Now it’s later in the day, near sunset, and I’m in the rental car driving through the Mojave Desert on the way to Joshua Tree. There are great valleys of cactus plants and rocks and desert shrubs and the setting sun is reflecting red off the mountains in the distance. It’s beautiful and I’m with two of my closest friends and I’m feeling good and content and I’m not chewing on the things that I usually chew on. I feel light and quiet and free. We’re staying in the hotel that Gram Parsons died in tonight. I don’t know what it looks like but I know he died in room 8. It feels weird and morbid that that’s what I’m most excited about, you know going to the place where this old country singer overdosed and died, but here we are. Gram Parsons’ voice and all the beautiful desperation in it hits me like a ton of bricks. We’re listening to “Hot Burrito #1” while crossing the massive tract of Colorado Desert that makes up the southern and western half of the park.
Gram wanted more out of life than he was ever going to get, than any of us will get, and you can feel that when he sings. He delivers it in a way others can’t. That’s an observation I’ve never made before. I’m just making it now and it might be a bit dramatic but it feels right and it makes sense to me.
There’s something magic about traveling, especially to a new place. To feel light and quiet and free in a way you simply can’t in your day-to-day life.
But you and I both know that this newsletter is nothing if not about Worcester. So while I’m trapped on this plane playing the awkward elbow game with the two polite-enough Danes sandwiching me in, I might as well reflect on some of the ways I think this newsletter has been quite useful in our smarmy little seven hills.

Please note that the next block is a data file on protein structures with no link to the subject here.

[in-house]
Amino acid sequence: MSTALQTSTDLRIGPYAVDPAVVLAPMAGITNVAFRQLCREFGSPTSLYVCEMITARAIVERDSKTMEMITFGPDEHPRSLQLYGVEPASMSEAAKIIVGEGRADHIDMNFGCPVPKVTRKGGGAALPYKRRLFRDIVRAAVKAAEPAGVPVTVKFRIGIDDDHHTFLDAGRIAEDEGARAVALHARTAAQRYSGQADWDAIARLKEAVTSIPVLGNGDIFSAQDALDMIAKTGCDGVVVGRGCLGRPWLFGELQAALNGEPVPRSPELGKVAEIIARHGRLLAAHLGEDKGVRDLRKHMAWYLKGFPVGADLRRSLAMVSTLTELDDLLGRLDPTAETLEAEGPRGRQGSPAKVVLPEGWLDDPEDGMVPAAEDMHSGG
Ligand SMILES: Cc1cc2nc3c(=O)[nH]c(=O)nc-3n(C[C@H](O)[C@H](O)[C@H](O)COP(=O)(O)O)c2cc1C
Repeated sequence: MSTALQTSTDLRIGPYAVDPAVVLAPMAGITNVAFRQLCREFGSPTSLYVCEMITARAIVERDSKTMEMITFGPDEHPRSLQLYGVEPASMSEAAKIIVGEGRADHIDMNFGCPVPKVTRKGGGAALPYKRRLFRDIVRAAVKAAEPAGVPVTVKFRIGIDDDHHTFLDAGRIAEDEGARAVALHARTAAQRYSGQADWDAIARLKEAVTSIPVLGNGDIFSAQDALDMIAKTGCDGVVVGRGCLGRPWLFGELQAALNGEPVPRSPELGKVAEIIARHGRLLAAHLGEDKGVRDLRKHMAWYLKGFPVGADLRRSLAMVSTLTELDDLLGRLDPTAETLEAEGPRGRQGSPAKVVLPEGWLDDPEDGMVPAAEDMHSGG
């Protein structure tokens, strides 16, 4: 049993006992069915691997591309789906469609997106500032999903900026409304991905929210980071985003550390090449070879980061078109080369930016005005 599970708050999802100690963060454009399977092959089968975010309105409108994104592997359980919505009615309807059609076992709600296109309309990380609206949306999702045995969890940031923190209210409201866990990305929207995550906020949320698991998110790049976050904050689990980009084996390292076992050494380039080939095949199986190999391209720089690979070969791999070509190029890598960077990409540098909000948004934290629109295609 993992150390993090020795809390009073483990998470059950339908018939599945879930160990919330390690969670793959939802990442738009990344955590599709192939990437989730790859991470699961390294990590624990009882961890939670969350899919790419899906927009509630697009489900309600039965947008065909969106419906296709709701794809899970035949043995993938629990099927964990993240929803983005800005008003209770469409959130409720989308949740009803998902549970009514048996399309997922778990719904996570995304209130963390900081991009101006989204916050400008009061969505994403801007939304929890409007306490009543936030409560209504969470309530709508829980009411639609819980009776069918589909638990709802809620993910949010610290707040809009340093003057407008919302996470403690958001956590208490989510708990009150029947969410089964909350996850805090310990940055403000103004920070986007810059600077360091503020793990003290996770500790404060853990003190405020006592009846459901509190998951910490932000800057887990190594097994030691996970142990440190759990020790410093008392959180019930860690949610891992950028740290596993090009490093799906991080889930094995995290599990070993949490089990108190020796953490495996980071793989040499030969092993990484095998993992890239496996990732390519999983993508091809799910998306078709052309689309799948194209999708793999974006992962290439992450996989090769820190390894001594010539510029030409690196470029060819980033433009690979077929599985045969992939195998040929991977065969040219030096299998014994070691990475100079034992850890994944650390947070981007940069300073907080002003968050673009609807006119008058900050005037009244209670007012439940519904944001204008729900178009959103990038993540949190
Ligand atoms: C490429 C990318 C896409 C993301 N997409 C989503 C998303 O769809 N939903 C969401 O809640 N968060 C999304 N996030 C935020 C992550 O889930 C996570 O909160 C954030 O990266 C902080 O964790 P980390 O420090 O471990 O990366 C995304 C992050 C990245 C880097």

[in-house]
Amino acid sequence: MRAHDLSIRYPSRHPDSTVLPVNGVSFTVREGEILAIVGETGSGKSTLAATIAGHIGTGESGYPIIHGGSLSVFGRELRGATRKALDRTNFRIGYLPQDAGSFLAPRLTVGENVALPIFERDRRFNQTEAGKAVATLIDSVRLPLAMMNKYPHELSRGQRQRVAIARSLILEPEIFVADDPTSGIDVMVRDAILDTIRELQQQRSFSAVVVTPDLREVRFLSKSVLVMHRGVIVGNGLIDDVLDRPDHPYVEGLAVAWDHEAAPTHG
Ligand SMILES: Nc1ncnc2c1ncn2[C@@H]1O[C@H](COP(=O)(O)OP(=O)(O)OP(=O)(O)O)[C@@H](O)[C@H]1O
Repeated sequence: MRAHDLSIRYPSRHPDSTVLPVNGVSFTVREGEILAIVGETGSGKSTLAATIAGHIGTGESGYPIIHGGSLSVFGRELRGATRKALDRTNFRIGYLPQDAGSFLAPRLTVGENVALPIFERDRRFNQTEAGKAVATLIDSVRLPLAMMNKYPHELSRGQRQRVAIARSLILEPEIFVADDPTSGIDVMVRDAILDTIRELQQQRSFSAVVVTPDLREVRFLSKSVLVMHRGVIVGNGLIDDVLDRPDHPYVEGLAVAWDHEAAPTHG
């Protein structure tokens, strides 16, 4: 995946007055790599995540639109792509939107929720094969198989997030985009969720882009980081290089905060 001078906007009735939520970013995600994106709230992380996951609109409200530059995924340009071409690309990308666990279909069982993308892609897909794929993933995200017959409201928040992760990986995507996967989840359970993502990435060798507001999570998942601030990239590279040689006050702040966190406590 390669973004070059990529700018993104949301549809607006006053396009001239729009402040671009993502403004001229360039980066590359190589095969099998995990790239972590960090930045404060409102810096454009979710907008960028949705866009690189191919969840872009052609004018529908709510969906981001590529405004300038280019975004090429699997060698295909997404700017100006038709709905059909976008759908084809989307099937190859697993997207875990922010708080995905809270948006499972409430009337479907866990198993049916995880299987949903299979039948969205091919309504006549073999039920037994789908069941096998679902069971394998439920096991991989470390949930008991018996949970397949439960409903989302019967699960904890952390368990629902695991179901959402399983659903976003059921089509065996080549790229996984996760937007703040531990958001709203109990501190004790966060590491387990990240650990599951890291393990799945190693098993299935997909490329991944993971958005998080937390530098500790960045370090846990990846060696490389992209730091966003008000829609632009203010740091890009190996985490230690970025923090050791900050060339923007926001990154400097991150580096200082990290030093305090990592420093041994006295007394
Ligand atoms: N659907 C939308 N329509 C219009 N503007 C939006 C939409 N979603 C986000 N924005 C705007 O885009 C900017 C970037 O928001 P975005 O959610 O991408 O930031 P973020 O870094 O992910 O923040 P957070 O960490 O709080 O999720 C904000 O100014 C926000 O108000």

Looking back on the past year, I think the best way to view this newsletter is within the context of a general ascendence of a new progressive political project. There’s a through line in much of my writing since the election last November of a new political vision for the city rubbing up against the old guard. Fighting for space. The debate over the drone purchase which has been the key issue for the past few weeks — we don’t even have that conversation without this new progressive bloc.
Same goes for the way we hired our new superintendent.
Same goes for rent control. For a gas station moratorium. Changing the council districts to allign with the school committee.
Might even be why ol Ed decided to step down rather abruptly for a position at Dean College. Who knows! Victories have been hard to come by for sure. The new progressive bloc is being smeared and demonized by the people who would prefer it didn’t exist. It’s not large enough to direct policy. But it is big enough to put up a fight and this is the first time I’ve seen it happen in my years covering Worcester. And I think that it would behoove us to see Robyn Kennedy’s state senate run against Joe Petty as an extension of the project. When I get back, I’m going to start focusing on the midterms in earnest. There’s quite a bit to dig into. Not quite as boring as it might seem on the surface. At the very least it’s important to keep the energy up and even more important to keep the spark of optimism alive because very often it can feel like we’re just getting the shit kicked out of us.
But hey, in order to get the shit kicked out of you, you have to be in the game. For the first time in a long time, we’re in the game.
Ok back in present time and I’ve a city to explore. Then another city. Then another. Ah! What the hell, man. I’m so fortunate to be here. The boys in High Command deserve this and if there’s any justice in the world they’ll be back here playing the main stage next year. Razzle, one of the guitar players, put it best this afternoon while we were talking around a park called Orstedsparken. He said we pulled off the heist of the century: a trip to Europe that’s basically free.
They’re playing tomorrow at 5:45 and they’re gunna bring down the house I just know it. Tonight we’re going to eat at a barbecue place called War Pigs because they keep sending the band instagram videos of them headbanging in the kitchen to their songs.
What the hell, man.
Ok, time’s up. I have to go. Talk to you soon.